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Big Data & Brews: How Does Next World Capital Approach the Market?

By on November 3, 2015

Ever wonder how investment companies approach the market? Our board member and NWC general partner, Ben Fu, shared some great insight. While they’ve only been around since 2009, they have a pretty good recipe for success that involves focusing on the expansion stage, having deep and thematic knowledge about specific sectors and having a European expansion platform to help their U.S.-based companies.

As a side note, lemon really helps kick up the flavor of a Hoegaarden — you should give it a try while watching episode #2 with Ben below.

Previous Episodes

Episode #1


Stefan:                    So you, Next World Capital, it’s a pretty young firm, right? Not well known, maybe not around for 20-30 years, but you guys had phenomenal success in getting  some of the hardest data companies. What do you attribute that to?

Ben:                          First of all, thank you for saying that. I think very highly of Datameer …

Stefan:                    Thank you.

Ben:                         As one of them.

Stefan:                    Cheers on that.

Ben:                         Cheers.

Stefan:                    Oh, that’s good. Squeeze a little lemon, yeah?

Ben:                         Yeah, let’s do it.

To your question of us being a younger firm, yes we got started actually in 2009. The firm is actually pulling together what we think is the rising stars from various different firms. All the general partners of this firm came from established expansion stage enterprise-focused firms all with a billion to five billion in AUM. Kind of came together with a shared vision of being able to be the next generation VC firm. What that really included is being focused on the expansion stage. What it also included was being deep and thematic in the sectors we know.

We think of it as top knowledge, will get us top results. So that thematic approach is deep investment and expertise in areas such as big data, software-as-a-service, storage, infrastructure management and others. Lastly, our key added value, which I think we’re trying to help Datameer with, and is particularly helpful with your background is our European expansion platform. We’re unique in that we’re the only VC firm that provides a distinct, European expansion platform to help our US-based companies expand there. So I’d say the combination of the focus on the expansion stage, thematic approach, and then also our European expansion platform has been a key differentiator and highly complementary to existing investors, but most importantly to seeing how CEOs see us. Can we a value added board member? Can we be somebody who knows your space as deeply as possible, and quite frankly I want to make sure that in every company that we invest in are we, if not the most value-added board member, pretty close.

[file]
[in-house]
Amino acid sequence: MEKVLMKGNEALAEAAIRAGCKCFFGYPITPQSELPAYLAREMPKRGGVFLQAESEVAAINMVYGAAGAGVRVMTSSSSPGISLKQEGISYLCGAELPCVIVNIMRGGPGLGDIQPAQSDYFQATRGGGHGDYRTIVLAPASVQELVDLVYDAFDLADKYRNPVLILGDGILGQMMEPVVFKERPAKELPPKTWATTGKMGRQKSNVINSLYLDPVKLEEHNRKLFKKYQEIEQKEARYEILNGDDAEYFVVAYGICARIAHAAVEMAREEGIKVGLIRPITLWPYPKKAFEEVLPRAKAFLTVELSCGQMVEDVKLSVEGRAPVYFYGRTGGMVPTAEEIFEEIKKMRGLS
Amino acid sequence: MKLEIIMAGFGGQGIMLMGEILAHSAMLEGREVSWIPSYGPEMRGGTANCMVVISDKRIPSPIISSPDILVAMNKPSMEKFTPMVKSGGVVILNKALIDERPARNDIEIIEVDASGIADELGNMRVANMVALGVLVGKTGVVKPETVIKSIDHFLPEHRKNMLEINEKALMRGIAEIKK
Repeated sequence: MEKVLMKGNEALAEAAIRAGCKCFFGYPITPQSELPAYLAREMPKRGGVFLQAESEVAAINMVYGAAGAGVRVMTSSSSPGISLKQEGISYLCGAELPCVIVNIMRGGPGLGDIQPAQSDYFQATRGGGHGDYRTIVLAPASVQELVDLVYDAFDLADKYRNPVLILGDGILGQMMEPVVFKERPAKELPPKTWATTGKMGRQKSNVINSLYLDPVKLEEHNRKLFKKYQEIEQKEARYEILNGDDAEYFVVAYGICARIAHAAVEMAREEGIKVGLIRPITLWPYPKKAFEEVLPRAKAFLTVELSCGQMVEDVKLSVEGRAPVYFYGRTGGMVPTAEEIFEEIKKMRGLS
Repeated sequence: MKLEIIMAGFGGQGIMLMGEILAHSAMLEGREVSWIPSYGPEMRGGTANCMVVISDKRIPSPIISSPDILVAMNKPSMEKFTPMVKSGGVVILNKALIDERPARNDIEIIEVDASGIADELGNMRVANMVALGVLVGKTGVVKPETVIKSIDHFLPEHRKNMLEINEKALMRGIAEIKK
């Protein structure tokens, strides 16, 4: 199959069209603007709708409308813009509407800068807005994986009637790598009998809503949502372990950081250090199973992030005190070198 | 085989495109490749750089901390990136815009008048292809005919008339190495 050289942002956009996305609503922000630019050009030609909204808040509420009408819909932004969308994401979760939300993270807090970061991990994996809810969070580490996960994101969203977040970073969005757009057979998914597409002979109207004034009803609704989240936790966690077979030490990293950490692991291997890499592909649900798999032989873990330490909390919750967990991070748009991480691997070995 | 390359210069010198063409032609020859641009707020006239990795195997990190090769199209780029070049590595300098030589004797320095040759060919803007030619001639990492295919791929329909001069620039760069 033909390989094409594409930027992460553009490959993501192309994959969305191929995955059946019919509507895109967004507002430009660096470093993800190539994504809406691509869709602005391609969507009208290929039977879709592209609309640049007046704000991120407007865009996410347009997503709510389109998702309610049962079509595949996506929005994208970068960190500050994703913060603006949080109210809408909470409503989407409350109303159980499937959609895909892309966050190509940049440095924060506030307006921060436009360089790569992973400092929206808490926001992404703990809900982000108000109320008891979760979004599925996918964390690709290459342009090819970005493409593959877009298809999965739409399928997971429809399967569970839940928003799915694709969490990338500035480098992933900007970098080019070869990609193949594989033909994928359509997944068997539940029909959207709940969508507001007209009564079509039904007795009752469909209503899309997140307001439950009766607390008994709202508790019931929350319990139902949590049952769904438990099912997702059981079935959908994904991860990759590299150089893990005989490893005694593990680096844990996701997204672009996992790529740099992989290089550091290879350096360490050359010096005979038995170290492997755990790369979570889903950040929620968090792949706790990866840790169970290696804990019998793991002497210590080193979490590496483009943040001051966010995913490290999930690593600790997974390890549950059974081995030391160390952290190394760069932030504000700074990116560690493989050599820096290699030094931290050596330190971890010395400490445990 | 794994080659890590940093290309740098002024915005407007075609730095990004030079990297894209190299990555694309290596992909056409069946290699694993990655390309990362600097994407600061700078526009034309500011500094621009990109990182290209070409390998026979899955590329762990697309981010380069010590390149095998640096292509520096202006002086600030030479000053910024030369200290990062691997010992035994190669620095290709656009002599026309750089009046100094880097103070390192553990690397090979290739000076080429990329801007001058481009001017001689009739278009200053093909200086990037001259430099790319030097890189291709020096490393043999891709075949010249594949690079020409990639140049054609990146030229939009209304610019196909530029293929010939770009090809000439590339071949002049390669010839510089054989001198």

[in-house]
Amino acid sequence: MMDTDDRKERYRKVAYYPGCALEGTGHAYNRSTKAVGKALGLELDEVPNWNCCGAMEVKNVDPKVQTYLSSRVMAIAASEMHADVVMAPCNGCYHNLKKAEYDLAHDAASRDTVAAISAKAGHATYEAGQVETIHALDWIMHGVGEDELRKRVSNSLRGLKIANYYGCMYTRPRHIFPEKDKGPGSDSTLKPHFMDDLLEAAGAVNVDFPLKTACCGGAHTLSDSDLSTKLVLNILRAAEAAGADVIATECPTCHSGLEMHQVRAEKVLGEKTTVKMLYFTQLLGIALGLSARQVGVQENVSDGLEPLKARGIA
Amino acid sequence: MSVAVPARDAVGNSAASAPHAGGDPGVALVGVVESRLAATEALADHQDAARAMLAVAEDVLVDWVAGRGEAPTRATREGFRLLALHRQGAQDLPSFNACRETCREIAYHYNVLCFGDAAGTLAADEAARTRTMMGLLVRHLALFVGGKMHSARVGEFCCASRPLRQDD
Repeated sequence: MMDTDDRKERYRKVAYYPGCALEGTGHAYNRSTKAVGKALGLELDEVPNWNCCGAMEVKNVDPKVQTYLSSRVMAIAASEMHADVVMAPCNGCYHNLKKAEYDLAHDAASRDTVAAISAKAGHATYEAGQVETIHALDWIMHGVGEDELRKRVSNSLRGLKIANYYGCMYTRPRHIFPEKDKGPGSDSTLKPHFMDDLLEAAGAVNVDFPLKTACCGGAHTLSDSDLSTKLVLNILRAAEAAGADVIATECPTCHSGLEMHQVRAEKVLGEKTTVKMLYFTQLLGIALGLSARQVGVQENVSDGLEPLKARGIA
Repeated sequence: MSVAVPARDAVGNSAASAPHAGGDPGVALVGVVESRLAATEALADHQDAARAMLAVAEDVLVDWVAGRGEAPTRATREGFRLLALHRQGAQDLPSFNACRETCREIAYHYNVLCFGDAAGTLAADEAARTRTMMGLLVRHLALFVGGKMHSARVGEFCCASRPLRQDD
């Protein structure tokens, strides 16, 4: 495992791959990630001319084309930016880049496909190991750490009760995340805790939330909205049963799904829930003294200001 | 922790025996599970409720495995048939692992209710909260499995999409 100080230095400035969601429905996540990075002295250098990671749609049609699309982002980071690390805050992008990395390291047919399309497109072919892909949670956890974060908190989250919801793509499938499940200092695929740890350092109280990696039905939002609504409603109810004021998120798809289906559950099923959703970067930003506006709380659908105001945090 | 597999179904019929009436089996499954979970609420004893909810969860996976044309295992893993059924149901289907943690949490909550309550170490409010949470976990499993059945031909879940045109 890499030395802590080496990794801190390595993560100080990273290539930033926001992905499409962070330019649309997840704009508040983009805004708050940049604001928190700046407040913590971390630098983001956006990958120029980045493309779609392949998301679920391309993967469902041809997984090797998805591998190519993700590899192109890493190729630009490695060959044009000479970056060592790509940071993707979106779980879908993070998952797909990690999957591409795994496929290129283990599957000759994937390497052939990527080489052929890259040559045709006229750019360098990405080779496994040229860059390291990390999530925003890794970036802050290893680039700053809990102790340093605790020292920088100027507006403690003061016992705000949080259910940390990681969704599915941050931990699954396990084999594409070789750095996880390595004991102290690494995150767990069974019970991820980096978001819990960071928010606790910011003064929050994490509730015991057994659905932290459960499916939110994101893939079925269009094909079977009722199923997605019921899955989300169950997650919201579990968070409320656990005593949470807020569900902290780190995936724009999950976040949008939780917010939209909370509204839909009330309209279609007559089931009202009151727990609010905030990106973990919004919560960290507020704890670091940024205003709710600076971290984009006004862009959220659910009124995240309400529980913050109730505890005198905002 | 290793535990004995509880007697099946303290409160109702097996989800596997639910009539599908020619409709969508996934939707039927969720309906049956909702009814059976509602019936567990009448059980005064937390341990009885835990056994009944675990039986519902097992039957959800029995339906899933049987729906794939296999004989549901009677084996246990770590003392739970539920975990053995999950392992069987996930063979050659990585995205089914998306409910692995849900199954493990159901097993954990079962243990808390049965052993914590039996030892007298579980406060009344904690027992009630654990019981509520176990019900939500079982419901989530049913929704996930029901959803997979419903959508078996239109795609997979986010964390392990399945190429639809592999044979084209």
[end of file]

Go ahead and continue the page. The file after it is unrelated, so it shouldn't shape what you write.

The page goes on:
Stefan:                    Yeah. Can we talk a little bit more about that European expansion platform? That was super helpful for us and I think that was definitely one reason we are very much drawn into partnering with you guys. If you do an enterprise software startup, and I happened to grow up Europe, obviously. But it’s so hard to take it from the zero to one, or maybe three million, and then actually take it ten or a hundred and really build a truly global company. I think you guys are doing some really cool stuff there. Can you just talk about a little bit and explain how you take companies from here to over there.

Ben:                          Absolutely. Maybe just to kind of level set of our view on the market. Europe is very, very important. You can see it even with the public companies out there. Salesforce is going to invest a billion dollars just to be able to expand into Germany and France. A billion dollars. They need it on the data center side, they also need it on the fleshing out of service-enablement, sales, etc. Europe is highly strategic. If you look at it just on the high level to level set of the global 2000 companies out there, it’s 25%. Of global IT spent, it’s 29%. So you’re talking about lots of dollars. Where the US and Europe are up here, but after that it kind of drops off the cliff. In Asia, it’s very great for consumer adoption but in terms of enterprise buying it’s pretty low.